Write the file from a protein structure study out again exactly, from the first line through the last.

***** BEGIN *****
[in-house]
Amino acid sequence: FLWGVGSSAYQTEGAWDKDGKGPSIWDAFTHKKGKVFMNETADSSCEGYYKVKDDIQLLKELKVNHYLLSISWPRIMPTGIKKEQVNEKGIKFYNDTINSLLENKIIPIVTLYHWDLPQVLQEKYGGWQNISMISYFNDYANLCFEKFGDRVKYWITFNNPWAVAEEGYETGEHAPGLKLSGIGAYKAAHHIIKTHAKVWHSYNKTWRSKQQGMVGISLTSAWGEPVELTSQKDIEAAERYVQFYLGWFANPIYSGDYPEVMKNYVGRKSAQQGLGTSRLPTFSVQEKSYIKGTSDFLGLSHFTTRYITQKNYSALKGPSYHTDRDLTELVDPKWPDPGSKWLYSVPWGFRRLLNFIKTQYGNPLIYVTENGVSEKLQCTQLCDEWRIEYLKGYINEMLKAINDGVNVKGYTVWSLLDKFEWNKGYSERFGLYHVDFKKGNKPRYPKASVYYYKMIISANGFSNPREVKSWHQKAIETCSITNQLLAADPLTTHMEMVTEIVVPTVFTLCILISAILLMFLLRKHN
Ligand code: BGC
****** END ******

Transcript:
[in-house]
Amino acid sequence: FLWGVGSSAYQTEGAWDKDGKGPSIWDAFTHKKGKVFMNETADSSCEGYYKVKDDIQLLKELKVNHYLLSISWPRIMPTGIKKEQVNEKGIKFYNDTINSLLENKIIPIVTLYHWDLPQVLQEKYGGWQNISMISYFNDYANLCFEKFGDRVKYWITFNNPWAVAEEGYETGEHAPGLKLSGIGAYKAAHHIIKTHAKVWHSYNKTWRSKQQGMVGISLTSAWGEPVELTSQKDIEAAERYVQFYLGWFANPIYSGDYPEVMKNYVGRKSAQQGLGTSRLPTFSVQEKSYIKGTSDFLGLSHFTTRYITQKNYSALKGPSYHTDRDLTELVDPKWPDPGSKWLYSVPWGFRRLLNFIKTQYGNPLIYVTENGVSEKLQCTQLCDEWRIEYLKGYINEMLKAINDGVNVKGYTVWSLLDKFEWNKGYSERFGLYHVDFKKGNKPRYPKASVYYYKMIISANGFSNPREVKSWHQKAIETCSITNQLLAADPLTTHMEMVTEIVVPTVFTLCILISAILLMFLLRKHN
Ligand code: BGC